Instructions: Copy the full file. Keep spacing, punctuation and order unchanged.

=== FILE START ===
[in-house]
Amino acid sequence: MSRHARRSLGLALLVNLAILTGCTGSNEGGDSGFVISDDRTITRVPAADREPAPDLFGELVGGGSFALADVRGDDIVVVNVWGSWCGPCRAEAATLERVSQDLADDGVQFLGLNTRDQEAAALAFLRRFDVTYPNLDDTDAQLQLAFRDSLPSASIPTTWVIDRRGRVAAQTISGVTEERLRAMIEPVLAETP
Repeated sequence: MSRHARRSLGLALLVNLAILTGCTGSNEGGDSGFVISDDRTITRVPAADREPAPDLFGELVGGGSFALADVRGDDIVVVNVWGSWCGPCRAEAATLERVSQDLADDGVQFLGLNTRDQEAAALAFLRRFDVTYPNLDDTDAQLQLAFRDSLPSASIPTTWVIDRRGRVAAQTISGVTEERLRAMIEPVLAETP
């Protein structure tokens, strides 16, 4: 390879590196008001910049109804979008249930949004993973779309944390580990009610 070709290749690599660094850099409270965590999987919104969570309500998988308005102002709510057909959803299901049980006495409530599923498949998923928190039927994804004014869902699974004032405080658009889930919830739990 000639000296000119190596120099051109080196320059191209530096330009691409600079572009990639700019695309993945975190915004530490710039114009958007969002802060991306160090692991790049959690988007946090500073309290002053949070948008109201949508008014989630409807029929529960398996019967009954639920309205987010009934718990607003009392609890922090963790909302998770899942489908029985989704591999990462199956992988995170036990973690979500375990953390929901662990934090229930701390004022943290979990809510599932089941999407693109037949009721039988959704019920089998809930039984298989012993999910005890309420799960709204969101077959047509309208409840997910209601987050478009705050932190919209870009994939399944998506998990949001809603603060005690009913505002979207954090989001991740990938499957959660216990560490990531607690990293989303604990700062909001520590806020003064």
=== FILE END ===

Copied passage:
[in-house]
Amino acid sequence: MSRHARRSLGLALLVNLAILTGCTGSNEGGDSGFVISDDRTITRVPAADREPAPDLFGELVGGGSFALADVRGDDIVVVNVWGSWCGPCRAEAATLERVSQDLADDGVQFLGLNTRDQEAAALAFLRRFDVTYPNLDDTDAQLQLAFRDSLPSASIPTTWVIDRRGRVAAQTISGVTEERLRAMIEPVLAETP
Repeated sequence: MSRHARRSLGLALLVNLAILTGCTGSNEGGDSGFVISDDRTITRVPAADREPAPDLFGELVGGGSFALADVRGDDIVVVNVWGSWCGPCRAEAATLERVSQDLADDGVQFLGLNTRDQEAAALAFLRRFDVTYPNLDDTDAQLQLAFRDSLPSASIPTTWVIDRRGRVAAQTISGVTEERLRAMIEPVLAETP
């Protein structure tokens, strides 16, 4: 390879590196008001910049109804979008249930949004993973779309944390580990009610 070709290749690599660094850099409270965590999987919104969570309500998988308005102002709510057909959803299901049980006495409530599923498949998923928190039927994804004014869902699974004032405080658009889930919830739990 000639000296000119190596120099051109080196320059191209530096330009691409600079572009990639700019695309993945975190915004530490710039114009958007969002802060991306160090692991790049959690988007946090500073309290002053949070948008109201949508008014989630409807029929529960398996019967009954639920309205987010009934718990607003009392609890922090963790909302998770899942489908029985989704591999990462199956992988995170036990973690979500375990953390929901662990934090229930701390004022943290979990809510599932089941999407693109037949009721039988959704019920089998809930039984298989012993999910005890309420799960709204969101077959047509309208409840997910209601987050478009705050932190919209870009994939399944998506998990949001809603603060005690009913505002979207954090989001991740990938499957959660216990560490990531607690990293989303604990700062909001520590806020003064």